In other words

Last Sunday, I went to Staines [a neighbour town] with Sri to run some errands. On our way back, we took a bus. I paid for both tickets as I happened to have enough coins – one for myself up to the college and one for him two stops before mine. When I was about to get off in front of the campus, the driver asked everyone to have their tickets ready for inspection. That’s when I realised that I had given mine to Sri and I kept the cheaper ticket with me. I’ve been living here for more than 4 years and it was the first time the driver asked for tickets. Story of my life. I remained positive, however, as I thought that with only a few passengers on and off the bus at that time of a Sunday evening, the driver might recall me getting on 10 minutes before and confusing him by paying two different fares.

When I approached to him and about to explain what had happened, “Excuse me” was as far as I could get. He started to yell at me that I should be fined for the ‘offence’ I committed. After a little while of scolding, he eventually cooled down a bit and said he would let me off only this time with a charge of the discrepancy (for the two stops) instead of fining me £10 or so, but insisted that I promise that I would ‘never do it again’.

I must admit I was quite taken aback. I understand you might say he was doing his job by the book. Still, all the way from the bus stop to home, I was sobbing like a little girl. Luckily, there was no one around on campus on a cold and misty Sunday evening. I rushed back home, had a good cry and gradually calmed down. Then I started to reflect upon why I cried. I am not saying that I never cry. (Well, I cannot never; I’m my mum’s daughter, aren’t I?) It’s just that after landing on the wrong side of thirty, I have a principle that as a lady I don’t cry without a roof over my head.

The most immediate reason I could think of was that it hurt my pride – my only pride of being a good citizen. Comparable to Foucault’s idea of self-surveillance, Confucianism teaches the importance of “watchfulness over oneself when one is alone” (愼獨: shendu in Chinese, shindok in Korean). To put it another way, even if it had been an automated bus without a driver nor a CCTV, my thoroughly Confucian self still would have paid a correct fare.

One thought led to another and got me to wonder whether in that case I would have been equally upset if there had been no other passengers but just the driver and myself. To be frank with you, perhaps a bit less. I suspect the reason why I was that upset might have been that I didn’t articulate my defence better and I therefore let the others on the bus believe that I was at criminal fault. So, was that more about how I must have looked to others? Me and my ‘face’ culture?

I became all intrigued by the mechanism behind crying. However, after a long reflection, I realised that what I was most unhappy about was not the incident itself but that I cannot explain why I cried in the language I currently have to speak. There are so many adjectives or adjectival verbs in my native language that would describe how I felt at the moment of being yelled at. Off the top of my head, I can name at least four. I was 분하고, 억울하고, 서럽고, 노여웠다.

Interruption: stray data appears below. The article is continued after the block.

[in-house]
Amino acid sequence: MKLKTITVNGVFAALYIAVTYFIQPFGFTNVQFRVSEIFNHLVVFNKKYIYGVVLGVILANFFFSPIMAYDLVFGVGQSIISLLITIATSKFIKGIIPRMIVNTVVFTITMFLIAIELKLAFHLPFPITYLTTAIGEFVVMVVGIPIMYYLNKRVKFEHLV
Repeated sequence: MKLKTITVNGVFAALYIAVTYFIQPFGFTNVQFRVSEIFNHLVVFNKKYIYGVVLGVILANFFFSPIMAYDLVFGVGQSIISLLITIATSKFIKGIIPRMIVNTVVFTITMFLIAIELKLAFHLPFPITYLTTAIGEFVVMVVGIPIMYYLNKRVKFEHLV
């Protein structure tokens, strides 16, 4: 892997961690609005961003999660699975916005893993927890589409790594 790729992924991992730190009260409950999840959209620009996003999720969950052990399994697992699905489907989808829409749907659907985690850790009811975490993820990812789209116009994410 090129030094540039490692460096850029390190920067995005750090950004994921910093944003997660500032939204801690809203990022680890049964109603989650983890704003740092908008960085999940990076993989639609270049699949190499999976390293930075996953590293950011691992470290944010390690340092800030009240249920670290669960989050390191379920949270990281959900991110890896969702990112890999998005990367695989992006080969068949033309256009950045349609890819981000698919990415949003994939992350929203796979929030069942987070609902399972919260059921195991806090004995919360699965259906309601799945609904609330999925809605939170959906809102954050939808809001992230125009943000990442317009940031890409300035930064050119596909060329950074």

A Korean-English dictionary would say the first two words mean ‘chagrined’, the third one ‘sad’ and the last one ‘indignant’, but none of these are exactly how I felt. There are no mot-à-mot equivalents to those words in English. The yelling was perhaps uncalled for, but I acknowledged, and regretted, that the whole thing started off from my own mistake of keeping the wrong ticket. So, it was a multi-layered emotion. If I described, however, that I was 분하고, 억울하고, 서럽고, 노여웠노라고, all my Korean-speaking friends would immediately know what the situation was like and how I must have felt.

How does this matter? Am I implying that one language is more sophisticated than another? Hell no. My belief is that languages, like any other cultural artefacts, cannot be compared with one another. (This is why I despise it when people state something like “French is the most romantic language in the world because all the nasal sounds make it melodious”, but this is a topic for another post some other time.)

What intrigued me on this occasion is that some languages have particularly rich vocabularies on certain aspects of life while other languages pay closer attention to other aspects. It should be no surprise, for example, that the Korean language has to have dozens of different words for chili-based flavours (although it is an urban legend that the Eskimos have as many as 400 words for snow). This is why interlingual translation is never a straightforward business. Some single words have to be expressed in other languages using many words. For example, yakamoz in Turkish means ‘the reflection of the moon in water’ and oppholdsvær in Norwegian means ‘a weather just after the rain has stopped’. Hmmm, don’t I sound like Susie from the dictionary corner of Countdown? If you are into this sort of thing, there are nice books like <They Have a Word for It: A Lighthearted Lexicon of Untranslatable Words and Phrases> and <In Other Words: A Language Lover’s Guide to the Most Intriguing Words Around the World>, but this is beside the point.

I have always been sympathetic to linguistic relativists like Sapir and Whorf, who have postulated that the language we speak not only reflects but also affects our view of the world. I’m perhaps reading too much into this whole bus ticket incident, but I am now even more convinced that the language does frame how people think. Developed from the Sapir-Whorf hypothesis, my take is that brought up in the Korean language, I seem to have been trained to be particularly sensitive about social situations like the one that I encountered last Sunday, which was why it was particularly hard for me to take it lightly.

4 thoughts on “In other words

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